Although a lawsuit has delayed substantial maneuvers, interested parties are moving into Congo
Mining company Eurasian Natural Resources Corp (LSE: ENRC), announced that it had reached a £804m settlement with Canadian company, First Quantum Minerals, over a disputed mine in the Democratic Peoples’ Republic of Congo. The settlement was announced after a lawsuit brought by First Quantum alleged that ENRC colluded with the Congolese government to take over the mining industry in the country.
Moving into Congo
Eurasian Natural Resources Corp had been planning its expansion into the Congo for some time. The Congo is among the countries with the highest volumes of natural copper available for mining, making it an extremely desirable location for any natural metals company. However, First Quantum already had an established foothold in the region, having been in the Congo for several years. The on-going civil war taking place in the DRC also posed a challenge to ENRC’s hopes of expanding in the country.
Purchasing the Kolwezi Mine
Despite First Quantum’s history in the Congo, Eurasian Natural Resources Corp was able to procure an especially desirable copper resource by purchasing the Kolwezi mine from the Congolese government. The problem was that the mine was originally majority owned by First Quantum until the DRC government seized it, accusing the company of violating its contract. For its part, First Quantum said that the seizure was unjustified, but was unable to take action against the government. Later, the DRC sold the confiscated mine to Dan Gertler for $60m, who then sold it on to ENRC for $175m.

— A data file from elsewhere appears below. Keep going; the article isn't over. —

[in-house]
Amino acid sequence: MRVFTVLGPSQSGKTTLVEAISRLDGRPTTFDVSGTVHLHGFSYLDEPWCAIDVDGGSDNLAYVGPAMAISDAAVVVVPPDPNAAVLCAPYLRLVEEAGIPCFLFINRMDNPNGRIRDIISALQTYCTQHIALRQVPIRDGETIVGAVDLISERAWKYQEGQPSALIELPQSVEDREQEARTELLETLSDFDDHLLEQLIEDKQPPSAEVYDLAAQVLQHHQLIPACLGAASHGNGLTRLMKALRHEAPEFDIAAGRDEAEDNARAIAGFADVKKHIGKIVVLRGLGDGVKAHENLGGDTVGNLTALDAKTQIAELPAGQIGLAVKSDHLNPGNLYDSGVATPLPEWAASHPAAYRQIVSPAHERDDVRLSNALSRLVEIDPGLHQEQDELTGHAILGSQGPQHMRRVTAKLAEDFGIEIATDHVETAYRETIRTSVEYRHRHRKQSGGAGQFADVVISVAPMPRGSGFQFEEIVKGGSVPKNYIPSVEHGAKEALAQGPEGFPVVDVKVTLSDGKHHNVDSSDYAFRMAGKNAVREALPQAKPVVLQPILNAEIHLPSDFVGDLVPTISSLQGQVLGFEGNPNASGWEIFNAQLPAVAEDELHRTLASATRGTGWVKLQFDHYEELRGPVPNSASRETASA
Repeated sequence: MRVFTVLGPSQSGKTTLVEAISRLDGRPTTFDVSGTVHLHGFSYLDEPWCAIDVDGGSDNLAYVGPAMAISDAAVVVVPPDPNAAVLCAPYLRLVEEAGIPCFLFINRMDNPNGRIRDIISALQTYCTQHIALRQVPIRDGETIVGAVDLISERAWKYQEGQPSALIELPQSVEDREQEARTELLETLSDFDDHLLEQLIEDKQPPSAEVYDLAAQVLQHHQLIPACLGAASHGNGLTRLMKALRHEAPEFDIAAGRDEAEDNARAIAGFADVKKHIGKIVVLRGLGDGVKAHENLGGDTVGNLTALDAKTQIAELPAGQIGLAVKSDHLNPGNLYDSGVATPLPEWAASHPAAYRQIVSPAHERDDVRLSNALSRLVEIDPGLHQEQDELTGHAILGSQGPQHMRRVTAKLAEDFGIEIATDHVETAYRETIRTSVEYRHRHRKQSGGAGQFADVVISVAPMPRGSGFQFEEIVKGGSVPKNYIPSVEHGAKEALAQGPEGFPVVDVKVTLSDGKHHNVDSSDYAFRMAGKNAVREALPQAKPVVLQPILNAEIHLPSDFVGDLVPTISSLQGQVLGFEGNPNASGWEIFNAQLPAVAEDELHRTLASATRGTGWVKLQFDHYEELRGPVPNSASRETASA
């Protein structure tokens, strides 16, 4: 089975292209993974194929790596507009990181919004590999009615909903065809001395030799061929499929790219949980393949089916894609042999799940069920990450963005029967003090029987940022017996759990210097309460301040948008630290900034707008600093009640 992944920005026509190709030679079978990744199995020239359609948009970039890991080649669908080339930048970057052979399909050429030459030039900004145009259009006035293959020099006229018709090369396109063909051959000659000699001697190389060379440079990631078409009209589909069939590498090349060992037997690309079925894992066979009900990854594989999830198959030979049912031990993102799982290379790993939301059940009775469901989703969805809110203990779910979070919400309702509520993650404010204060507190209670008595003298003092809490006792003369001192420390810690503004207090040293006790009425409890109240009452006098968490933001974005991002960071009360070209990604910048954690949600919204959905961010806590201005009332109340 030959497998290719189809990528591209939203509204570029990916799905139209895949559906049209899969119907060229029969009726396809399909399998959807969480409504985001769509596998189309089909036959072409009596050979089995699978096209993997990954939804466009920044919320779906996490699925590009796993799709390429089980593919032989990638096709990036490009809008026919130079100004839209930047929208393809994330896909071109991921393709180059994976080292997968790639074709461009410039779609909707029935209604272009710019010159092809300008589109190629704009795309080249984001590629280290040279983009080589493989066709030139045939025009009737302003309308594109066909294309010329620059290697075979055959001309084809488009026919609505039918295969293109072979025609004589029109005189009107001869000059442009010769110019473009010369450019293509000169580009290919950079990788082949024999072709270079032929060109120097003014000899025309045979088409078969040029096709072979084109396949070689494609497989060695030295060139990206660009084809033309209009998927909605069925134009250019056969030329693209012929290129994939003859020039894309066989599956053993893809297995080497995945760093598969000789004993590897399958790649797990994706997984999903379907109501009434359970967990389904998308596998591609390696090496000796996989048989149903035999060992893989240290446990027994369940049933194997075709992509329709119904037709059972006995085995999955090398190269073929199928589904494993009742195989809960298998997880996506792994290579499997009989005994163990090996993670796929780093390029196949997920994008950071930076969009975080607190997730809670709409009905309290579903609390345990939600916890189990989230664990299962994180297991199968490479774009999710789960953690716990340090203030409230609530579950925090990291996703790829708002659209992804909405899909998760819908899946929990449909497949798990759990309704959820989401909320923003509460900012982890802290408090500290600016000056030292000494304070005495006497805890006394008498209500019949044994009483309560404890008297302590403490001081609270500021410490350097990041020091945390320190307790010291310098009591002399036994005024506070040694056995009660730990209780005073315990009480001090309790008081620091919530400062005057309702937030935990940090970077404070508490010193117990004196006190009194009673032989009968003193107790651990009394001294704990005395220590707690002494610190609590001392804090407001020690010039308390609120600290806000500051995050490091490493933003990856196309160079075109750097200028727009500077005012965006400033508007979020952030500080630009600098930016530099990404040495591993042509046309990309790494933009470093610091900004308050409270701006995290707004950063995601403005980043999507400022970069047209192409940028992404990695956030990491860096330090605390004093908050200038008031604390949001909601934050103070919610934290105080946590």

Settling the First Quantum Lawsuit
The timing of the purchase seemed suspicious to First Quantum executives and the company filed a lawsuit worth £1.28bn against Eurasian Natural Resources Corp. In the documents, First Quantum accused ENRC of spending months conspiring with the government of the Congo to purchase the Kolwezi mine, which it went on to seize and then sell for an unusually low price to Gertler, who acted as the middleman for the transaction. First Quantum also alleged that ENRC had financed the sale of the mine via a multi-million pound loan from its shareholders.
While ENRC refused to acknowledge any wrongdoing, the company did eventually settle the suit by agreeing to pay First Quantum £804 m to purchase the rest of the its copper mining assets in the Congo. According to executives, the payment was more of a settlement than a purchase, since First Quantum was unsure how much copper was left within its remaining mines after the seizure.
Despite the negative publicity surrounding the Kolwezi transaction, the overall result is a net gain for Eurasian Natural Resources Corp. The purchase of all of First Quantum’s assets in the Congo gives ENRC the biggest share of copper resources in the country and places the company well on its way to becoming the largest copper mining company in the world. The stock values of both corporations rose after the settlement was announced.